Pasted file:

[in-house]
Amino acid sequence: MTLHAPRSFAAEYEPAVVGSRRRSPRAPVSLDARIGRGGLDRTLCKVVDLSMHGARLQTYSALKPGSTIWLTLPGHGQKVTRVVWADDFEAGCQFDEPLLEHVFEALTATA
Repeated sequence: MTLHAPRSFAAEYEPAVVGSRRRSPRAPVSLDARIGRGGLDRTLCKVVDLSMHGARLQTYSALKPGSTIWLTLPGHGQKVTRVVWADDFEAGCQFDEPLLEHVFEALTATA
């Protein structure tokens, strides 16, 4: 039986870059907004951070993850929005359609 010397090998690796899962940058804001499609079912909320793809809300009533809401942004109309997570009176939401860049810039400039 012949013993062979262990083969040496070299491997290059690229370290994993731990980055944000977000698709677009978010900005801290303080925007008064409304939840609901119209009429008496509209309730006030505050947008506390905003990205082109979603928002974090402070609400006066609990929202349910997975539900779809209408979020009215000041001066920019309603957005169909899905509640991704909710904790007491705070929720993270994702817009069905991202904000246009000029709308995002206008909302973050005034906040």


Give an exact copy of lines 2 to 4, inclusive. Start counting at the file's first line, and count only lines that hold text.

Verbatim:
Amino acid sequence: MTLHAPRSFAAEYEPAVVGSRRRSPRAPVSLDARIGRGGLDRTLCKVVDLSMHGARLQTYSALKPGSTIWLTLPGHGQKVTRVVWADDFEAGCQFDEPLLEHVFEALTATA
Repeated sequence: MTLHAPRSFAAEYEPAVVGSRRRSPRAPVSLDARIGRGGLDRTLCKVVDLSMHGARLQTYSALKPGSTIWLTLPGHGQKVTRVVWADDFEAGCQFDEPLLEHVFEALTATA
């Protein structure tokens, strides 16, 4: 039986870059907004951070993850929005359609 010397090998690796899962940058804001499609079912909320793809809300009533809401942004109309997570009176939401860049810039400039 012949013993062979262990083969040496070299491997290059690229370290994993731990980055944000977000698709677009978010900005801290303080925007008064409304939840609901119209009429008496509209309730006030505050947008506390905003990205082109979603928002974090402070609400006066609990929202349910997975539900779809209408979020009215000041001066920019309603957005169909899905509640991704909710904790007491705070929720993270994702817009069905991202904000246009000029709308995002206008909302973050005034906040």